Beagle 2 - the next great Martian hope

Robot: The British-built spacecraft is seen as the best chance to solve the mystery of life on Mars.

Medicine & Science

December 15, 2003|By Michael Stroh | Michael Stroh,SUN STAFF

Eight days after arriving on the rock-strewn Martian plain of Chryse Planitia, Viking 1 sank its stainless steel claw scoop into the rust-tinted soil. It was 3:30 a.m. July 28, 1976. The first search for life on another world had begun.

But far from settling the question of extraterrestrial life, the expedition showed just how difficult it is to answer.

Viking's verdict: Mars is and always was dead. In the years since, however, scientists have questioned whether the spacecraft's instruments were sensitive enough. Others are bothered by baffling inconsistencies in the data it beamed back.

Of the new generation of robots closing in on the Red Planet this month, the British-built Beagle 2 may have the best shot of putting to rest the debate over what, if anything, Viking detected in the Martian dunes that summer day 27 years ago.

Each Viking was equipped with a trio of ingeniously designed biology experiments designed to pinpoint the presence of Martian microbes. Not long after the first scoop of Martian soil tumbled in, the automated biology labs began to signal signs of life.

But with the world watching, Viking scientists were reluctant to declare they had found Martians. So they turned to Viking's gas chromatograph-mass spectrometer. If Mars really harbored life, the spectrometer would see chemical fingerprints of carbon-based organic material.

It didn't. Gerald Soffen, the mission's chief scientist, was puzzled. "All the signs suggest that life exists on Mars, but we can't find any bodies!" he said.

Most scientists now think that Viking's life detectors saw a mirage, detecting chemistry, not biology.

But the absence of organic molecules on Mars remains a nagging mystery, says astrobiologist Christopher McKay of NASA's Ames Research Center in California. Organics, after all, have turned up all over the solar system - including the moon. Why not Mars?

Beagle 2 may finally solve the riddle. Tucked inside its compact clamlike shell, the spacecraft carries a more sophisticated and sensitive version of Viking's organic detector called the gas analysis package, or GAP.

Twelve tiny ovens will cook rock and soil samples to produce carbon dioxide gas. A mass spectrometer will measure the ratio between two isotopes of carbon, Carbon-12 and Carbon-13. On Earth, a higher concentration of Carbon-12 usually signals the presence of life.

The instrument also will sniff for gasses such as hydrogen, nitrogen, oxygen and methane, a substance that scientists believe would be present in the Martian atmosphere only if microbes were manufacturing it.

Since the planet is continually bombarded by life-neutralizing ultraviolet radiation and cosmic rays, Beagle 2 also will attempt to dig deeper for samples than Viking did. "The surface of Mars is fried," says Jeffrey Bada, a scientist at Scripps Institution of Oceanography in La Jolla, Calif.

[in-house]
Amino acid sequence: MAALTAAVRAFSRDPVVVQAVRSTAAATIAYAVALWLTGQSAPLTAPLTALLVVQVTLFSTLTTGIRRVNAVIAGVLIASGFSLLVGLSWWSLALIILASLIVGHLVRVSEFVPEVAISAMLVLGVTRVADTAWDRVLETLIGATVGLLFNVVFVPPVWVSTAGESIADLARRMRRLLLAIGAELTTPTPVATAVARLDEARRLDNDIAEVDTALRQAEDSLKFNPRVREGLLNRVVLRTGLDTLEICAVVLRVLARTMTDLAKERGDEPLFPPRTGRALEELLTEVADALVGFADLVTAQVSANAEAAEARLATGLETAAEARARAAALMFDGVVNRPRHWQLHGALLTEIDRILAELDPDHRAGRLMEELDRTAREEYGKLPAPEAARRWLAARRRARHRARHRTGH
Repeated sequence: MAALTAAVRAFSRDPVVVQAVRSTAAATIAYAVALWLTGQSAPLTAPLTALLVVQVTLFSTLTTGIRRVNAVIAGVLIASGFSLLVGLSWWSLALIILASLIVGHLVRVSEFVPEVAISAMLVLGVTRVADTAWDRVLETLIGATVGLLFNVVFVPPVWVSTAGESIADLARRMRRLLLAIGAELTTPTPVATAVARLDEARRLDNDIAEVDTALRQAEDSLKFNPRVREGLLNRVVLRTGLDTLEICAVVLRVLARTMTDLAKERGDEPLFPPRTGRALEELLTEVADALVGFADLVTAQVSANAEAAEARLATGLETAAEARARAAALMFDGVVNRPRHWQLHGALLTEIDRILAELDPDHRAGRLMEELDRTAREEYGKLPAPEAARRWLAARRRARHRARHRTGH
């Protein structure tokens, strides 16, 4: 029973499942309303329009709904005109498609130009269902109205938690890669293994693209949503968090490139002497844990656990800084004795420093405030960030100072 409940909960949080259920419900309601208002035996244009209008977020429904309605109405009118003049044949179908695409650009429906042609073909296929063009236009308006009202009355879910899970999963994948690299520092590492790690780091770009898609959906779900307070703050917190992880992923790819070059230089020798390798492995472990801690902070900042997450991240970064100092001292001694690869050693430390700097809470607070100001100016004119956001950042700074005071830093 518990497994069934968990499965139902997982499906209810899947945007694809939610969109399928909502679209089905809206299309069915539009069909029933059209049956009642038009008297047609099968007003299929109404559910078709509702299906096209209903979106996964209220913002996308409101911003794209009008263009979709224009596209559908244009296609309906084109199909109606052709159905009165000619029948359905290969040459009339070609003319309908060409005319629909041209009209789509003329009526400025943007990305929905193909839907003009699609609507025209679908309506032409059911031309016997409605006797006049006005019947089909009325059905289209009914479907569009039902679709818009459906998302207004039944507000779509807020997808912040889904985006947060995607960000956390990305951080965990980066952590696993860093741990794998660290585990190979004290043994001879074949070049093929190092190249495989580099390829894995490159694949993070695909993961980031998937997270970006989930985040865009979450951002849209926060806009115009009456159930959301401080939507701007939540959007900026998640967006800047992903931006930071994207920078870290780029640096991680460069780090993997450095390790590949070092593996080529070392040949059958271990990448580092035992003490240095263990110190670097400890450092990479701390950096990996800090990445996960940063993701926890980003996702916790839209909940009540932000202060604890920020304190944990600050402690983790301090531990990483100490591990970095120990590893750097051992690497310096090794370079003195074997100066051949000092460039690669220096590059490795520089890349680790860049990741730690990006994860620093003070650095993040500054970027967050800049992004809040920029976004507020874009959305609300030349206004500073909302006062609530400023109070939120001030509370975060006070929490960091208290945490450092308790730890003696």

Viking's robotic arm, he notes, could burrow no deeper than 8 inches or so - too shallow to find life. Beagle 2, on the other hand, has an instrument called a mole that can worm its way five times as deep to collect samples.

The lander has other tools, including an onboard microscope to inspect rock samples for biofilms (the slime produced by bacterial colonies) and ancient, microscopic fossils. But scientists consider either one a long shot.

If Beagle 2 finds organic molecules, it would be a fantastic discovery, says McKay, but still short of definitive proof that our nearest neighbor once harbored life - or still does.

"There may be organics on Mars, but that doesn't mean they're biologically produced," he says. It's hard, even on Earth, to tell the difference between naturally occurring organic molecules and those made by living organisms.

Still, says Bada, "We're all waiting very anxiously to see what they find."

Red planet plans

Mars will be the focus of an intense exploration effort between now and 2010. NASA alone has nearly a half-dozen Mars missions in the works, while the European Space Agency is planning several.

Here's NASA's itinerary for the Red Planet.

Mars Reconnaissance Orbiter (2005) - Outfitted with ground-penetrating radar and a camera capable of resolving desk-size rocks, this spacecraft will hunt for minerals that form in wet environments and signs of frozen or melted water below the Martian surface. The goal: to pinpoint sites for future robot landers.

Phoenix Mars Scout (2007) - The Mars Scout will be the first robot to land in the Martian arctic, where previous orbiters have detected evidence of copious quantities of ice protected from solar ultraviolet radiation by a thin layer of Martian soil.

Mars Science Laboratory (2009) - The project that makes many Mars-heads salivate: the first nuclear-powered robotic laboratory since Viking. Unlike today's short-lived solar-powered robots, this mobile laboratory would operate for several years and cover vast distances to sniff out signs of life and water.

Mars Telecommunications Orbiter (2009) -The first interplanetary communications satellite, designed to handle the spike in two-way radio traffic between Mars and Earth once the Mars Science Laboratory and other spacecraft arrive.

- Michael Stroh

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